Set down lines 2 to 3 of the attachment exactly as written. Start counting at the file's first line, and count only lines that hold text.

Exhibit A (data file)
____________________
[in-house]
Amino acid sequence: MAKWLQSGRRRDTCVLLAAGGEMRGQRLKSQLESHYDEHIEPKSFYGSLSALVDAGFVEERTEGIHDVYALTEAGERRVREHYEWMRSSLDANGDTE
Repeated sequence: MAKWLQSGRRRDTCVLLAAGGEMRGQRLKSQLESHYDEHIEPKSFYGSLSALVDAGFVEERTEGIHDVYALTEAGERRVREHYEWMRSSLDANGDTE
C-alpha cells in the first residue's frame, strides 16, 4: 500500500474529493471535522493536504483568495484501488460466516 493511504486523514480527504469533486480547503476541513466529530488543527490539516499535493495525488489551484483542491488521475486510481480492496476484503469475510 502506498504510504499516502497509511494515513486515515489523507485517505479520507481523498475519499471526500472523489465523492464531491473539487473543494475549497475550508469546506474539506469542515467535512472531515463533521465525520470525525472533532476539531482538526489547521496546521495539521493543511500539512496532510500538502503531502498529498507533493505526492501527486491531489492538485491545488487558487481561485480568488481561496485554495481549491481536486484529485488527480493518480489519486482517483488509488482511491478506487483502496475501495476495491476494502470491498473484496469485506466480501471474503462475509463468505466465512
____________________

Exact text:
Amino acid sequence: MAKWLQSGRRRDTCVLLAAGGEMRGQRLKSQLESHYDEHIEPKSFYGSLSALVDAGFVEERTEGIHDVYALTEAGERRVREHYEWMRSSLDANGDTE
Repeated sequence: MAKWLQSGRRRDTCVLLAAGGEMRGQRLKSQLESHYDEHIEPKSFYGSLSALVDAGFVEERTEGIHDVYALTEAGERRVREHYEWMRSSLDANGDTE